Salmon Fever!

The President's quip about salmon in last night's State of the Union has hooked the nation.  Trying to draw attention to the layers of federal regulation, President Obama said "the Interior Department is in charge of salmon while they’re in fresh water, but the Commerce Department handles them in when they’re in saltwater. And I hear it gets even more complicated once they’re smoked.”

Hooked, Americans responded: my colleague at NRDC blogged, Earthjustice issued a press release, and NPR listeners summed up the State of the Union in a word: salmon.

While the nation focuses on salmon, I feel compelled to write about a horrific threat to their survival -- Pebble Mine.  Pebble is a massive gold and copper mine proposed at the headwaters of Bristol Bay, Alaska.  Based on current ore projections, Pebble Mine is expected to be the largest mine in North America.  Proposals call for an open pit 2.5 miles wide and 2,000 feet deep, an underground mine 5,000 feet deep and over 10 BILLION tons of mining waste laced with toxic chemicals. 

As former Alaska Governor Jay Hammond said to the Washington Post, "I cannot imagine a worse place for a mine of this type, unless it was in my kitchen." That's because Bristol Bay is home to the world's largest remaining wild salmon fishery.  The 10 billion tons of toxic waste Pebble Mine will generate -- spread over 10 square miles and held behind colossal earthen dams -- would have to be stored forever above America's last salmon stronghold.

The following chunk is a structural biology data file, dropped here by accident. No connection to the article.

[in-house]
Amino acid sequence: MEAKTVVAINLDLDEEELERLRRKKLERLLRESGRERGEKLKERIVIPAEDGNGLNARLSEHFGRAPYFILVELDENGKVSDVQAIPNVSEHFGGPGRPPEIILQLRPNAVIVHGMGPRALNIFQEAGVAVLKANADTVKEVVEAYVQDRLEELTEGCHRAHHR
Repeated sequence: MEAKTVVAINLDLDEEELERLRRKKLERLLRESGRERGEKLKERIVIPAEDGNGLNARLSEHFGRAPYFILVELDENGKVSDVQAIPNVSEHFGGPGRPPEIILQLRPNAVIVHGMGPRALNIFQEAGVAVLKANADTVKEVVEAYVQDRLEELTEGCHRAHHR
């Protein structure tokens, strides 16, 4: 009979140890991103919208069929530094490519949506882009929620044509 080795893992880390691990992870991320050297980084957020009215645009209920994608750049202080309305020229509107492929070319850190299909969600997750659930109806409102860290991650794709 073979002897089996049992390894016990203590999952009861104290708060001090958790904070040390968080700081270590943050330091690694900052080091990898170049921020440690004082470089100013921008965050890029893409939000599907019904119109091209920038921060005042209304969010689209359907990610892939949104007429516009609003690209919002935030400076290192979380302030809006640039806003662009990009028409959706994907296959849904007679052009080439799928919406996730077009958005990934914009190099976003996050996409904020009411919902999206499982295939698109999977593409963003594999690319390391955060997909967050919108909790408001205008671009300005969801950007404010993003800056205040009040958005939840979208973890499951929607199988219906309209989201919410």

Wild salmon has been the lifeblood of the area for thousands of years, and still is today.  Pebble Mine would threaten the $450 million per year fishery economy, as well as the fishermen, Alaska Natives and wildlife that depend on salmon.  

If Americans care about salmon, we should also care about Pebble Mine.  It's simply the wrong mine, in the wrong place.  Click here to say no to Pebble Mine.

About the Authors

Taryn Kiekow Heimer

Senior Policy Analyst, Marine Mammal Protection Project, Land and Wildlife Program

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